Give Mass Taste Some Credit

I hadn’t seen the Muppet’s “Bohemian Rhapsody” until I read this article in the New York Times about it. I wasn’t disappointed. I especially appreciated the meta-humor of the (now) vintage characters, some of which are references to just-past-their-sell-by-date popular culture trends (Dr. Teeth and the Electric Mayhem referencing psychedelic rock), performing a song that is almost exactly contemporaneous with the original run of the show (The Muppet Show premiered 1976, “Bohemian Rhapsody” 1975); not to mention the sly wink at the end to contemporary technology.
I was even more pleased, however, to see another confirmation of one of my closest held beliefs: quality is not dependent on audience, medium or style. Since everybody’s in the mood for sweeping generalizations about this decade, I’ll throw one out there: this decade has been terrible for children’s movies. I understand that Pixar has put out a run of films this decade that stand up with the greatest family films of all time, but they are the exceptions that prove the rule.
Children’s entertainment is subject to the same economic forces as all other facets of the industry, but they also have to live with executives’ belief that children will like anything (and they’re not entirely wrong). That’s why cheap production values, bad writing, and alternative distribution schemes are so much more prevalent in this sector. Another idea that studio executives can’t seem to let go of is that children are more attracted to media over content. The commercial success of the Pixar films, as well as the surprising popularity of Shrek in 2001, ensured that any project that wasn’t computer animated got axed or had its budget cut. When you consider how new computer animation was to the Disney machine (Toy Story opened in 1995), their 2004 decision to close their traditional animation department is astounding.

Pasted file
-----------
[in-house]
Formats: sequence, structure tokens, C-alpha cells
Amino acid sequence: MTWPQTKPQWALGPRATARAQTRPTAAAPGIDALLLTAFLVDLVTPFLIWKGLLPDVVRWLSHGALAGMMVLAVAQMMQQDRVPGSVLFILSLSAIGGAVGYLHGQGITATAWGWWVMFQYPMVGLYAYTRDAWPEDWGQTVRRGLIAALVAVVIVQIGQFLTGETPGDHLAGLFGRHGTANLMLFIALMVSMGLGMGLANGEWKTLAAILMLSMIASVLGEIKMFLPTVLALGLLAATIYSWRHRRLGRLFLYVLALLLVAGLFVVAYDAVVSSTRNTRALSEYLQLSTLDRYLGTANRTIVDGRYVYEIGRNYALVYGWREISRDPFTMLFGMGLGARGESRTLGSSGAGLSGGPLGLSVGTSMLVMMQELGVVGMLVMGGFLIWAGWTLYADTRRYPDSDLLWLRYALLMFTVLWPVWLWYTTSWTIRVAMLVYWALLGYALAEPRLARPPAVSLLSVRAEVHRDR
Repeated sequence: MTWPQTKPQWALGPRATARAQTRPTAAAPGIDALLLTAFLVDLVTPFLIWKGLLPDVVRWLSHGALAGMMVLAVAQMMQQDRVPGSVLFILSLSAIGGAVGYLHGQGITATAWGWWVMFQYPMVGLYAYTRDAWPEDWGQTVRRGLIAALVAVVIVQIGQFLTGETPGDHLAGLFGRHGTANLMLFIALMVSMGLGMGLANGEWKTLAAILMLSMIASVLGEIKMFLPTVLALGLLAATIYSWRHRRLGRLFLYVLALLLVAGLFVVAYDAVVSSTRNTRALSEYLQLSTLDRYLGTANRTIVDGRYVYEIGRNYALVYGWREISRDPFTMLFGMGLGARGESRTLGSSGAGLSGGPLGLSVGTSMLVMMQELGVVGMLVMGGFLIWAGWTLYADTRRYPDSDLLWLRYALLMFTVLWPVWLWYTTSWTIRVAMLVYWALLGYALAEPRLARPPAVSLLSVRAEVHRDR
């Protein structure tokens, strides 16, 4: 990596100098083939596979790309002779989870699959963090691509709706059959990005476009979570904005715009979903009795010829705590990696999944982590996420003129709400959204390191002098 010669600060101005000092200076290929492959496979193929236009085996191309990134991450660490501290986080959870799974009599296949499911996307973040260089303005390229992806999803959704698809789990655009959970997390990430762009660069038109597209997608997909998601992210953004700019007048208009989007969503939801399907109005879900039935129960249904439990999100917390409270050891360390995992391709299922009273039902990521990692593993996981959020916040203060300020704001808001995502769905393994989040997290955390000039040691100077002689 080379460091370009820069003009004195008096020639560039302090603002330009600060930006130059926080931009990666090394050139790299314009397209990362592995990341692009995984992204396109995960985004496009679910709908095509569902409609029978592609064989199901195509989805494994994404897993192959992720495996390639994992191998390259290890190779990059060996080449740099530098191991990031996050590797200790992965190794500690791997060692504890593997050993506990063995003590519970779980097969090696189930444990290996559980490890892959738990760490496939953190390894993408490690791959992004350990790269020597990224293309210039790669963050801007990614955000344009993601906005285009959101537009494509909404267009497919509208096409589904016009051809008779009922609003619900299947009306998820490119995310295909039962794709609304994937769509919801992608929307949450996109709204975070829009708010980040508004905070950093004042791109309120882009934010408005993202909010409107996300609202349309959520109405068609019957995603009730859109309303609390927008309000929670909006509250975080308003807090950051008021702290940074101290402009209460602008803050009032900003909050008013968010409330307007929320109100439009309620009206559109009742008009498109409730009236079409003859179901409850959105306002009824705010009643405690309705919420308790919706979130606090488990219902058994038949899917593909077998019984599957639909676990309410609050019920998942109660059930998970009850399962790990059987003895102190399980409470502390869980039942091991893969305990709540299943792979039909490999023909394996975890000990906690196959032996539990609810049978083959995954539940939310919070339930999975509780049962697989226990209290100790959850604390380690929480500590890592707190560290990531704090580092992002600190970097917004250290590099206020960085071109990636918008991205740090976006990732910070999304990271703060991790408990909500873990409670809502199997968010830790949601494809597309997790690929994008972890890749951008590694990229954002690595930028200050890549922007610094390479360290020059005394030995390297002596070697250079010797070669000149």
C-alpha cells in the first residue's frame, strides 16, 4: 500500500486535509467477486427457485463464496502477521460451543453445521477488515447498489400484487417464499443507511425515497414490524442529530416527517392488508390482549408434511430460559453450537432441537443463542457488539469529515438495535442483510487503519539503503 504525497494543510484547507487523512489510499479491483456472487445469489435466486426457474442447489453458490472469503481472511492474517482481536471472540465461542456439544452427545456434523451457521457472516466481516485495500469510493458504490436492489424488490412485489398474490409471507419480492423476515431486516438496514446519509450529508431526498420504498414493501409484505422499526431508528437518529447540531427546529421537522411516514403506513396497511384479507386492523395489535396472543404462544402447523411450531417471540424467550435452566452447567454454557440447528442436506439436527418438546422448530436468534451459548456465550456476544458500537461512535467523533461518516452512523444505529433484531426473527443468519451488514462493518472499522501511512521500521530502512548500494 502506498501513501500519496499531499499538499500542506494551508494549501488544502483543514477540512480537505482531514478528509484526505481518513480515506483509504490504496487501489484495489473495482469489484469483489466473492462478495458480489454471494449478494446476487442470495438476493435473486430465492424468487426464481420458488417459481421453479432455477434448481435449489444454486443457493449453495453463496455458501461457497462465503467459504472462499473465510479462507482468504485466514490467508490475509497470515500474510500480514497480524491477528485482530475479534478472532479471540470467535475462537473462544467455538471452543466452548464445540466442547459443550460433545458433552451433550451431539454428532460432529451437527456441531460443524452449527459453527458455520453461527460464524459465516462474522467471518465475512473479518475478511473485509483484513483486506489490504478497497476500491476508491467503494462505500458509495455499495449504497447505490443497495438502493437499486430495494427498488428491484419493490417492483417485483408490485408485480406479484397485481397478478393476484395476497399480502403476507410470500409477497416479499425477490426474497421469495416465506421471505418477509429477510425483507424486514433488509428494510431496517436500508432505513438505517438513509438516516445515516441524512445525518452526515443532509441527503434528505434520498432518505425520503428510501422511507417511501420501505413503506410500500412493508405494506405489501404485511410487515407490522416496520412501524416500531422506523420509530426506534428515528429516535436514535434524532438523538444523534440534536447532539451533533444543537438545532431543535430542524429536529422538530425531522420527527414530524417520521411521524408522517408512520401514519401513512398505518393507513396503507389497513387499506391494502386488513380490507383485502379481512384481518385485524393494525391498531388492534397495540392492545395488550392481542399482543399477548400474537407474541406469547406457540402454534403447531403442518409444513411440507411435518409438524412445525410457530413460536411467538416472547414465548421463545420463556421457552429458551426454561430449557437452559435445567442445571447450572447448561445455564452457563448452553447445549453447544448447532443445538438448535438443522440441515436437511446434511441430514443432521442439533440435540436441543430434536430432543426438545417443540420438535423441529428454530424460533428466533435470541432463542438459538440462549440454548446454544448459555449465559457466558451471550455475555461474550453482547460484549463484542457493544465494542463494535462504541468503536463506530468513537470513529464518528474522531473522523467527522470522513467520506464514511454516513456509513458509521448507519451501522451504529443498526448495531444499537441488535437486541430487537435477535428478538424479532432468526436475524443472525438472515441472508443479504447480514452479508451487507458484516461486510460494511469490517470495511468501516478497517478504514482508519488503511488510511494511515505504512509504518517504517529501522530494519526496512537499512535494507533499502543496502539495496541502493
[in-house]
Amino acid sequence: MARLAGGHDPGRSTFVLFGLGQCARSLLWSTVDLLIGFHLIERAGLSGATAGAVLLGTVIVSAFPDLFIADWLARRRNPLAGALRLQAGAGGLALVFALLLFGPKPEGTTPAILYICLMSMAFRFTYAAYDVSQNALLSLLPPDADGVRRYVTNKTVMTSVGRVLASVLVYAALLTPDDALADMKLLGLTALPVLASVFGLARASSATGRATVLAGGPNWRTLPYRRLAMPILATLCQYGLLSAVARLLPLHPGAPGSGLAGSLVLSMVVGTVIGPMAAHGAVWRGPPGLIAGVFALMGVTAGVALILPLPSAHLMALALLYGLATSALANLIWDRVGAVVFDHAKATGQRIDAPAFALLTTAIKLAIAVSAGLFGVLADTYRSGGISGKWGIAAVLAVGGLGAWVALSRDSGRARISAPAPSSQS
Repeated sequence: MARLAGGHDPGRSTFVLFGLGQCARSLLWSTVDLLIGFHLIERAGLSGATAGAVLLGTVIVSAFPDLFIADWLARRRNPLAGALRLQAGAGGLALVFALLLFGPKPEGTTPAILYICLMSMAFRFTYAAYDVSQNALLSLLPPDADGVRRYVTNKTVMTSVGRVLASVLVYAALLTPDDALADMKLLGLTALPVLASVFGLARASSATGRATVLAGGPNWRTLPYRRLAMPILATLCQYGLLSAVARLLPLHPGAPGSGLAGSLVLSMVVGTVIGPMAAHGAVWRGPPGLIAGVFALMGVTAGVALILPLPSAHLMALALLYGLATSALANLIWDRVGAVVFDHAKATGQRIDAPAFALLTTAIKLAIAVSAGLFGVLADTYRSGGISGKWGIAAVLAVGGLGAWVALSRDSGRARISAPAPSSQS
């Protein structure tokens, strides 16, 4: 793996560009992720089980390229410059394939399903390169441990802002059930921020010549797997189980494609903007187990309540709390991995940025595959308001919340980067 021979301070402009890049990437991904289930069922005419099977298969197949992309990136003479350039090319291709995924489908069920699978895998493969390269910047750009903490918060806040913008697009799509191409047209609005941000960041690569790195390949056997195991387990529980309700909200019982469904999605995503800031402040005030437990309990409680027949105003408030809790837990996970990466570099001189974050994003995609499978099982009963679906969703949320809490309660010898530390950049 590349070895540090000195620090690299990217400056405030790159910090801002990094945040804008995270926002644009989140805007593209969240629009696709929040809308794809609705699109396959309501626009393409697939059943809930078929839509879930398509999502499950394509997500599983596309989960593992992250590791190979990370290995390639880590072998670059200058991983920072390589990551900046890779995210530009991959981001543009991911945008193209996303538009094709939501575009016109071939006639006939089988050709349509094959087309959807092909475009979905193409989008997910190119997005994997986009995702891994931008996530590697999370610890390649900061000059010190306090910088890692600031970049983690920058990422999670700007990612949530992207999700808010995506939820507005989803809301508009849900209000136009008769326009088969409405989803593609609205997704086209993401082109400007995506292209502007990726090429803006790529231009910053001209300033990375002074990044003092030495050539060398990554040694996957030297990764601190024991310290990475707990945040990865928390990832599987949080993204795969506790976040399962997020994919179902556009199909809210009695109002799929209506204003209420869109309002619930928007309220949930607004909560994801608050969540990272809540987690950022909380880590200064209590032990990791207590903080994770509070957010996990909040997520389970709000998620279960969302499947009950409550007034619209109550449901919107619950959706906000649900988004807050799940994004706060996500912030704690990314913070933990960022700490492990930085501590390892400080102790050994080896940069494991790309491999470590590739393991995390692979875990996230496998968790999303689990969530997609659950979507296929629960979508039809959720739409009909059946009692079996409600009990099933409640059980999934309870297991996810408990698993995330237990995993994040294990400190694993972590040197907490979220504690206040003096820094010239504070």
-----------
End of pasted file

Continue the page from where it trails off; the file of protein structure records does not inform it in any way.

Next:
So it’s nice to see 30 year old characters being put to good use with high quality production value. I don’t know if there was any commercial purpose to that video, but I imagine its place as the most watched video of the week with over 7 million views in its first week has to send some kind of message to the suits. Another good example is the Goofy short How to Hook Up Your Home Theater, released in theaters with National Treasure: Book of Secrets. It’s a conscious effort (check out Steamboat Willie in the logo) to tie current entertainment with the institutional legacy of Disney Studios, and it’s a form and medium that’s been a part of the company since the 1920’s. Popular culture has moved on from the days when Disney theatrical shorts were the only mass form of children’s cinema, but if you execute the formula well enough, children will choose it anyway.

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